If, instead, you're looking for a college or university where the dogma is politically correct, where there is no absolute truth and where students call the shots, you might still appreciate reading this book because it is clear in explaining just what campuses feature that type of education.
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17 of 19 people found the following review helpful By David E. Levine on February 10, 2002
Format: Paperback
I like this book for the type of informtion it gives on colleges, such as the political atmosphere and the type of curriculum. Many schools have eliminated core requirements and indeed, some have actually added politically chareged courses as required while eliminating traditional, time tested courses in Western Civilization. The analyses are useful and are very detailed. This is not a quick glimpse into the schools covered, but rather, a detailed description. I graduated from Vassar College years ago and had the impression that it was a bastion of political correctness. The profile in this book bears this out. This guide is truly unique and useful.
I have a major problem with this guide, however. There are many colleges I wanted to read about but they were not included in the book. For example Binghmapton University is covered but none of the other schools in the SUNY system are. There was nothing about several goog schools in Pennsylvania such as Franklin and Marshall, Dickinson, Bucknell, Lehigh, Gettysburg, etc. Ohio State University is covered well but there is nohing on other major schools in Ohio's state system such as Ohio University and Miami University (or for that matter, Universitey of Miami in Florida). The book is good, as far as it goes, but many, if not most of the colleges I was interested in reading about are not profiled.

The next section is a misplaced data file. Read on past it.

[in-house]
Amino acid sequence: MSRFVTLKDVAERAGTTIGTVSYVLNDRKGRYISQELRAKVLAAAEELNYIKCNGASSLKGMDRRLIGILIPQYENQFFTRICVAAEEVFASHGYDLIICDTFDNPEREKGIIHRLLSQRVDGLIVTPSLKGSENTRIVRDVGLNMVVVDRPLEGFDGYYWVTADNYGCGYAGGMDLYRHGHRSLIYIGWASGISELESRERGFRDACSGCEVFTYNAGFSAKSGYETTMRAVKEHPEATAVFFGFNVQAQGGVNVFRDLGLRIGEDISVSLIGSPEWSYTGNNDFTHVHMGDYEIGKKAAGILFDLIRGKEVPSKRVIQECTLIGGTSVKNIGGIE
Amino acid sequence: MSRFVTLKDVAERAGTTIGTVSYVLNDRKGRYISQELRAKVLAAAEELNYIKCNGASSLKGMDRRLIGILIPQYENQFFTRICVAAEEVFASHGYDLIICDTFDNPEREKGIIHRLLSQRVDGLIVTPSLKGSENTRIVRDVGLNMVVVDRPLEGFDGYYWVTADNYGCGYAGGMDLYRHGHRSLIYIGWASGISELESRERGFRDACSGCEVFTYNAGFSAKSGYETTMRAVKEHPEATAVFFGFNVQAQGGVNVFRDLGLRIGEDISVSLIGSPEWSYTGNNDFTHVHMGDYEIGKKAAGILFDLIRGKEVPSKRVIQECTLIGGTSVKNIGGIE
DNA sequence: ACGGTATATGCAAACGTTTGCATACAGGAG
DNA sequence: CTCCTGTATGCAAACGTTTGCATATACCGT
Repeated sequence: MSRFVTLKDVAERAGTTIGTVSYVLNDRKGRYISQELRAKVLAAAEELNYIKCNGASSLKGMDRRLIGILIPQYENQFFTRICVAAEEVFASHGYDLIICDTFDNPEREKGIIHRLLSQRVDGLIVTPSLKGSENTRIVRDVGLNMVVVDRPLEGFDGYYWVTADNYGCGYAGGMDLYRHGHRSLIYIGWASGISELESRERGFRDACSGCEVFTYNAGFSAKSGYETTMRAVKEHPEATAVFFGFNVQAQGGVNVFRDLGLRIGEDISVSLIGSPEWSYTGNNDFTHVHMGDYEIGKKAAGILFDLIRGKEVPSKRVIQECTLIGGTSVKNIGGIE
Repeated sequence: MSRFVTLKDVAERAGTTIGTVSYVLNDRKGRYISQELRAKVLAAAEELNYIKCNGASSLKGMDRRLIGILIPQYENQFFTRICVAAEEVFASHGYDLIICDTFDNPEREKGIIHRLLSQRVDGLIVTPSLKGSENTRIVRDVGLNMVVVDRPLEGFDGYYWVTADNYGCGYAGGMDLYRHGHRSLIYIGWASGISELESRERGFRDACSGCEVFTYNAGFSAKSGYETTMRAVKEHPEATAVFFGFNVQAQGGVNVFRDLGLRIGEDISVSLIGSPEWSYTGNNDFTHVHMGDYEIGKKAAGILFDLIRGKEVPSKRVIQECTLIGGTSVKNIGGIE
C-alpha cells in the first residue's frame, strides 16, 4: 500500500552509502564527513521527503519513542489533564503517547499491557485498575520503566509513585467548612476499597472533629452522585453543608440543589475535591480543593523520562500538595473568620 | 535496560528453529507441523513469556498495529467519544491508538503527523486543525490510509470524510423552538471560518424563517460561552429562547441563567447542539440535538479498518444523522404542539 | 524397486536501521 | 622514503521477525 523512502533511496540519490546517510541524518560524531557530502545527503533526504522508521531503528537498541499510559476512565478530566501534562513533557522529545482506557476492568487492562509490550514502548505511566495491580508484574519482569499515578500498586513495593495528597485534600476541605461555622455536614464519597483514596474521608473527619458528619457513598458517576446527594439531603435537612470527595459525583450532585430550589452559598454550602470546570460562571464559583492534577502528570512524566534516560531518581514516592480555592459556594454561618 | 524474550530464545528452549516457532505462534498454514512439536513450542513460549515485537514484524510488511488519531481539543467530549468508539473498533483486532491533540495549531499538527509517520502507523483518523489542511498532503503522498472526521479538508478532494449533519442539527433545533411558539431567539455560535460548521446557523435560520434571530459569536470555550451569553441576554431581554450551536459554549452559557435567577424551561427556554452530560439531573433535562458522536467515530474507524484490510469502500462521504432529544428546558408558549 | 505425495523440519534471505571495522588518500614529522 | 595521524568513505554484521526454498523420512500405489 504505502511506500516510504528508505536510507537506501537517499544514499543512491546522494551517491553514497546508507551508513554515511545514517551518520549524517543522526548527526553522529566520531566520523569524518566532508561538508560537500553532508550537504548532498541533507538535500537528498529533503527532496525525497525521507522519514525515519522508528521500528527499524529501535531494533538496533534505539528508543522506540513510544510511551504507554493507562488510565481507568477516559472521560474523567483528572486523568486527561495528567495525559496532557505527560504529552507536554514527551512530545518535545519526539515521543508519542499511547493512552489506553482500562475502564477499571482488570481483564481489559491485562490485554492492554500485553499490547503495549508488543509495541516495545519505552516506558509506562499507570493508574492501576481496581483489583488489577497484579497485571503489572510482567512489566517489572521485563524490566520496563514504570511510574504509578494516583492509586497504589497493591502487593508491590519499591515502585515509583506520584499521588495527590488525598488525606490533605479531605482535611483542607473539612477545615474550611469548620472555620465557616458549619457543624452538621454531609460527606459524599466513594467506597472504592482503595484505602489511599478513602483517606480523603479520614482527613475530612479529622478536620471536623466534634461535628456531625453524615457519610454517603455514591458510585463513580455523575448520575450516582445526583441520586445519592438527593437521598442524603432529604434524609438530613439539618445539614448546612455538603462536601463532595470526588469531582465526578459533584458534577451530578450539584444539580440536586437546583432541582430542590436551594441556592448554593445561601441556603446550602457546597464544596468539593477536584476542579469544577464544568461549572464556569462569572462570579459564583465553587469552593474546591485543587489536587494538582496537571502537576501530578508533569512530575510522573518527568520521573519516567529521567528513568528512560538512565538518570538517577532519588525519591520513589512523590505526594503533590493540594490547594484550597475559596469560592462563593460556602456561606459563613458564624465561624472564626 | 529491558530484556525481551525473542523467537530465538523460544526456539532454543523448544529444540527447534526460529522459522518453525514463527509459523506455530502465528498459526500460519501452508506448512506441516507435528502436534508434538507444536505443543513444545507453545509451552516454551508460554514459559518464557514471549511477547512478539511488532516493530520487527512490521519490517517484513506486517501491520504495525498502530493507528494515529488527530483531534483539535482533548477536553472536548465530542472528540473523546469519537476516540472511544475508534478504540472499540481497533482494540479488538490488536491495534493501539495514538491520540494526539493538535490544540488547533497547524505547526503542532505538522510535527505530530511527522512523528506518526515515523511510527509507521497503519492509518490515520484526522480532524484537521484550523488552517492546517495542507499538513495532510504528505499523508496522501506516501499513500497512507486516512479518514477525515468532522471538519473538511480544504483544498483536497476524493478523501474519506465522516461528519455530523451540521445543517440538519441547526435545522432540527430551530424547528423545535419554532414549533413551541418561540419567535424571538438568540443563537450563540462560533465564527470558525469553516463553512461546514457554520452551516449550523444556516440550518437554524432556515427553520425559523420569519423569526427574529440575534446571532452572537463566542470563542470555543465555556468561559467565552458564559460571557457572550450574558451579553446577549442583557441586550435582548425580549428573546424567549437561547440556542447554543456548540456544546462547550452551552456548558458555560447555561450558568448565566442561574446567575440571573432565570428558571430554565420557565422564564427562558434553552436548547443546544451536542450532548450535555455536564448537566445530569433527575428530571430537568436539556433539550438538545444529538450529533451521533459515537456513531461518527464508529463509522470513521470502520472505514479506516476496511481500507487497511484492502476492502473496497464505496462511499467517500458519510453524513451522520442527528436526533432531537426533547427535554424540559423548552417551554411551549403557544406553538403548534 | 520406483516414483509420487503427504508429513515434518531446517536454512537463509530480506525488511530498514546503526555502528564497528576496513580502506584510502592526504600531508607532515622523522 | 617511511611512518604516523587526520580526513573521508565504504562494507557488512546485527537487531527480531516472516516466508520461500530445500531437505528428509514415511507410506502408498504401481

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27 of 32 people found the following review helpful By David K. Bell on January 3, 2002
Format: Paperback
This college guide is based on what have become on many college campuses today radical premises: 1) There are some important things to learn, and not all college freshmen already know these things (or what they are) before they even get to college; 2) before you criticize, condemn or just ignore all "Western" culture, perhaps you should actually know something about it; 3) colleges should encourage critical thinking and balanced study over simple absorption of commonly accepted points of view; and 4) the First Amendment should be allowed free exercise on college campuses. It does a good job of describing to what extent the colleges profiled in the book fit these premises.
If you haven't followed the changes in the American university in the last 30 years, while you were out some big changes have happened. The confluence of postmodern, poststructuralist theory and radical leftist politics have converted many universities into ideologically-driven intellectual killing fields. The misuse of the PM/PS discoveries of linguistic and cultural contexts to justify "deconstructing" all "truths" except those asserted by whomever is doing the deconstructing have led to the notion that there are no universal truths, only points of view and culturally-relative constructs. Of course, that point of view is asserted to be universally true across all cultures, but never mind. Why is this relevant to choosing a college?
The rise of PM/PS relativism has been used as the intellectual justification to abandon core curricula and the study of Western cultural heritage. If there are no truths, then there are only power elites pushing their culturally constructed points of view.